A historian is accused of stealing dog tags from fallen World War II heroes, as well as other documents from a National Archives facility in Maryland, according to a press release from the U.S. Attorney’s Office in Maryland.
Antonin DeHays, 32, of College Park, is charged with theft of government records from the National Archives and Records Administration.
“According to the affidavit filed in support of the complaint, between in or about October 2015 and on or about June 9, 2017, DeHays, a historian, repeatedly visited the National Archives at College Park, Maryland, and stole dog tags and other documents belonging to U.S. servicemen whose planes had crashed during World War II,” the press release said.
DeHays sold the stolen items on eBay and exchanged one of the dog tags for a chance to sit inside a Spitfire airplane.
“On at least one occasion, DeHays gave a stolen dog tag assigned to a Tuskegee Airman to a museum in Virginia, in exchange for an opportunity to sit inside a Spitfire airplane,” the release stated.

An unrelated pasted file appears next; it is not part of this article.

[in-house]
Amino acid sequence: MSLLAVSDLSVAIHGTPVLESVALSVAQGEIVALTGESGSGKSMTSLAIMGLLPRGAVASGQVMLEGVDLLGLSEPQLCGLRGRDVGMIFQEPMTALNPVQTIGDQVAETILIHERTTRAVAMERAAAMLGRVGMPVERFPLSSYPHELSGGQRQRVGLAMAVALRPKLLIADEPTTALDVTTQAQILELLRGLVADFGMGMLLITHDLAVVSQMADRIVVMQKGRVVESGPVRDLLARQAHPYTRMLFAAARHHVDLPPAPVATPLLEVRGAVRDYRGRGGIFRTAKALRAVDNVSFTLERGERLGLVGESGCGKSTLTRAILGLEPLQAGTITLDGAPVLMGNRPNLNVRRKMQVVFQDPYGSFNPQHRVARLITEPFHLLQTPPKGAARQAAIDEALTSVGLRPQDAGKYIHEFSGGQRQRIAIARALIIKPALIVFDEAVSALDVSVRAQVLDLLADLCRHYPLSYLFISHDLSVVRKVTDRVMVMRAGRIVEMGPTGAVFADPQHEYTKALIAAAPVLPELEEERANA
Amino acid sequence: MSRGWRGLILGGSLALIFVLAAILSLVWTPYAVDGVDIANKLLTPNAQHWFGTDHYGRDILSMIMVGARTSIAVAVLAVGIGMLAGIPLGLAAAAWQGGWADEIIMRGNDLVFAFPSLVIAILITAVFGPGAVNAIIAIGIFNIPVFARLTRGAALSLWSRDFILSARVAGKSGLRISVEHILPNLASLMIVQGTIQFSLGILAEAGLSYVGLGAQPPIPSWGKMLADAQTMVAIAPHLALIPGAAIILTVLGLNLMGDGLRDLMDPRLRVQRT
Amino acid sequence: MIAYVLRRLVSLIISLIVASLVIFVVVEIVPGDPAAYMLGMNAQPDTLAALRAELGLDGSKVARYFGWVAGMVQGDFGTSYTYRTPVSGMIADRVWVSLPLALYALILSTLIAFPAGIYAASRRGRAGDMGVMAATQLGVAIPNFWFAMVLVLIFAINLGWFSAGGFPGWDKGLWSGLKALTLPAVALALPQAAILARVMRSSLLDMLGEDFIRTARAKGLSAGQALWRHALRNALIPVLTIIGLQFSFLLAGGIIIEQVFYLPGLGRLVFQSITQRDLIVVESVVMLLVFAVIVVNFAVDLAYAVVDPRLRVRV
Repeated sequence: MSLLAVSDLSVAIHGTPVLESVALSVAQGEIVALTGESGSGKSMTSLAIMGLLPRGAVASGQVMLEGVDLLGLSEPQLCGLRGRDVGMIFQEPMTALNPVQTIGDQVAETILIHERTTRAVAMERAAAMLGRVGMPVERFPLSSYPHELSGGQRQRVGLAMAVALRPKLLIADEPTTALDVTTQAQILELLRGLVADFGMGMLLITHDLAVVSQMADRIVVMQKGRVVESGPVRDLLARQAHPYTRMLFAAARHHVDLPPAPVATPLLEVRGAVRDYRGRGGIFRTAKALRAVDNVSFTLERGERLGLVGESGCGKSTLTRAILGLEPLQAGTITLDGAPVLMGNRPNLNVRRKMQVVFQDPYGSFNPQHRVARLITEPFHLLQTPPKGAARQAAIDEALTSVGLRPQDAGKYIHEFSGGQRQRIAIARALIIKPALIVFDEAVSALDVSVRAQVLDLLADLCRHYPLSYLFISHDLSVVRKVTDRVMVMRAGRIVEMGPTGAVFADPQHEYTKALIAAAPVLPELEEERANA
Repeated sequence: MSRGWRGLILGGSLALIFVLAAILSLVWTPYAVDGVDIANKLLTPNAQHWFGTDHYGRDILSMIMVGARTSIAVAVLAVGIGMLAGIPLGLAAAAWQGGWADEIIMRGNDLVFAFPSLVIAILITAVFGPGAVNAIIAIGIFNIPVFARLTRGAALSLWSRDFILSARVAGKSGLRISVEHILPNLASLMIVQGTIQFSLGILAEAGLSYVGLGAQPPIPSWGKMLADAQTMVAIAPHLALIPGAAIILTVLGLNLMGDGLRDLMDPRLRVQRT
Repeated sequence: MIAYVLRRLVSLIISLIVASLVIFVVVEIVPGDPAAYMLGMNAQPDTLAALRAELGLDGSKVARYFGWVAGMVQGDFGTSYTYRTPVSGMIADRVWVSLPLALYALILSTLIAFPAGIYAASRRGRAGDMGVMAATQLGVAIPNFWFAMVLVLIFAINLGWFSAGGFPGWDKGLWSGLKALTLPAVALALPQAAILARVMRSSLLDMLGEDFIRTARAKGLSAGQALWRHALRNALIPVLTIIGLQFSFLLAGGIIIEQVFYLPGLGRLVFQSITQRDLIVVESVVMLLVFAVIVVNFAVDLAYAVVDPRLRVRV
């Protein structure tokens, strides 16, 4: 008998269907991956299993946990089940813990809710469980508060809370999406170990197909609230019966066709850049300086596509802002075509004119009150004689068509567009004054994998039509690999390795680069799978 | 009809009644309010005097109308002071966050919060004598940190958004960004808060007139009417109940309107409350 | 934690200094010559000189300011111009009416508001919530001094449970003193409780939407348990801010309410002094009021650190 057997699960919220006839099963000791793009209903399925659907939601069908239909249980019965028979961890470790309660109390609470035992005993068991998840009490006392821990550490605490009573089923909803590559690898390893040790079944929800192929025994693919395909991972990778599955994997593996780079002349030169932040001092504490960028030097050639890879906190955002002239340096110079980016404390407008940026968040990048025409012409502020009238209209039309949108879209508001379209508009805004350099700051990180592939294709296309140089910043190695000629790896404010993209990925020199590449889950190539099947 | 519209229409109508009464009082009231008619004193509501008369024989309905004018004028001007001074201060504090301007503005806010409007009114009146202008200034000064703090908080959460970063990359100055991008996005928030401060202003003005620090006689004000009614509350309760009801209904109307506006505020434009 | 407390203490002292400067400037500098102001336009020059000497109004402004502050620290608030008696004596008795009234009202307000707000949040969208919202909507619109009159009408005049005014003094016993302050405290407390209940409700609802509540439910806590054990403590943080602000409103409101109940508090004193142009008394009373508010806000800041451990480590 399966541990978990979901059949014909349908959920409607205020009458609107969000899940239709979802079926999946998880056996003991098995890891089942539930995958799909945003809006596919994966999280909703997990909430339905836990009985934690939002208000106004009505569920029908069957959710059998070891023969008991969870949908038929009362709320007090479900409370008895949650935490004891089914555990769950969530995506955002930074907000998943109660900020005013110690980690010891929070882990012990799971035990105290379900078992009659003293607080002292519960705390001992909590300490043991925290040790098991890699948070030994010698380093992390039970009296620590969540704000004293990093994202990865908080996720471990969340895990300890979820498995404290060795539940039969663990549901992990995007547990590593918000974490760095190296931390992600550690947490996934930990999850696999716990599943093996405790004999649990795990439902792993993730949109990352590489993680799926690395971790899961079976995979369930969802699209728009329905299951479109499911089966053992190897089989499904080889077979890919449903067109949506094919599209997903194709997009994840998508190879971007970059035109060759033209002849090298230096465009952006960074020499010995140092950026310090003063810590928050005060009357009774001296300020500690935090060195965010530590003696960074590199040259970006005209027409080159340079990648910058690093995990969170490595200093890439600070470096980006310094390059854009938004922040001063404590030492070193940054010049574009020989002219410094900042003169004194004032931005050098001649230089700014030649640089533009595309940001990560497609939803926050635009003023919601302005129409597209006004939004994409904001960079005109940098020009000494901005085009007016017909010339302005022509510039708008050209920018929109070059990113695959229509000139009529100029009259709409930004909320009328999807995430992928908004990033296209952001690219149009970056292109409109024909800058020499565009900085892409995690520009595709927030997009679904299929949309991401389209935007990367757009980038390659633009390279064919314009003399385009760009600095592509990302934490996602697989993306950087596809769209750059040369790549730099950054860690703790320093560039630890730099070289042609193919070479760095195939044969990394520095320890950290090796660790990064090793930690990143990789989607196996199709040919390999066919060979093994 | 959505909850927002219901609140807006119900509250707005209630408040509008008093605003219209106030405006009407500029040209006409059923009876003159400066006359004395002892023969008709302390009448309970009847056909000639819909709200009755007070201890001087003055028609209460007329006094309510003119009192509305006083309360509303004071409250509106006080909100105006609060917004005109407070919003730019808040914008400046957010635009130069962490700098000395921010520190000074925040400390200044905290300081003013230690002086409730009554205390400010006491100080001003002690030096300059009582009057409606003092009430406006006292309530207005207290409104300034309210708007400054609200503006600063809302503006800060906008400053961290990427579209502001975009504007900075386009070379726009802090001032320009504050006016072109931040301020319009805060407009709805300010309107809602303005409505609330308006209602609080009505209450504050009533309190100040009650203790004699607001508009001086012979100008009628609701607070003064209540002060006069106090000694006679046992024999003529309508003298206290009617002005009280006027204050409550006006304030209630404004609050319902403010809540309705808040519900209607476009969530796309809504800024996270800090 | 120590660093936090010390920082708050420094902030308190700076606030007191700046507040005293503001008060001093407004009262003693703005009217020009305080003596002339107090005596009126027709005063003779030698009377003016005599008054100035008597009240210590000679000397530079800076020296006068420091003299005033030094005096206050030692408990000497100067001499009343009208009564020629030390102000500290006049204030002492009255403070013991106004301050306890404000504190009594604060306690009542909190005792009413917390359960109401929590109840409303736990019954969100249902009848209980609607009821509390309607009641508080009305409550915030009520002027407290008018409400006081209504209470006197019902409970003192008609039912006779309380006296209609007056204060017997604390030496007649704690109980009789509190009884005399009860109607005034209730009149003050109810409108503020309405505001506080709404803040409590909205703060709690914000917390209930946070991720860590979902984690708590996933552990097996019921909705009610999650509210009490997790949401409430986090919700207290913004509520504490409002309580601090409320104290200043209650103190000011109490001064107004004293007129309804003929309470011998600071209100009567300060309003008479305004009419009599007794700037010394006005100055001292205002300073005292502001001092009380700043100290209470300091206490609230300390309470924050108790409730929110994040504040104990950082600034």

“The theft of our history should anger any citizen,” Archivist of the United States David Ferriero said Tuesday in the release. “But as a veteran, I am shocked at allegations that a historian would show such disregard for records and artifacts documenting those captured or killed in World War II.”
Six dog tags and other documents were seized after investigators executed a warrant at DeHays’ home.
If convicted, DeHays could face up to 10 years in prison.
Authorities say that DeHays admitted he stole the artifacts for “private financial gain,” the Washington Post reported.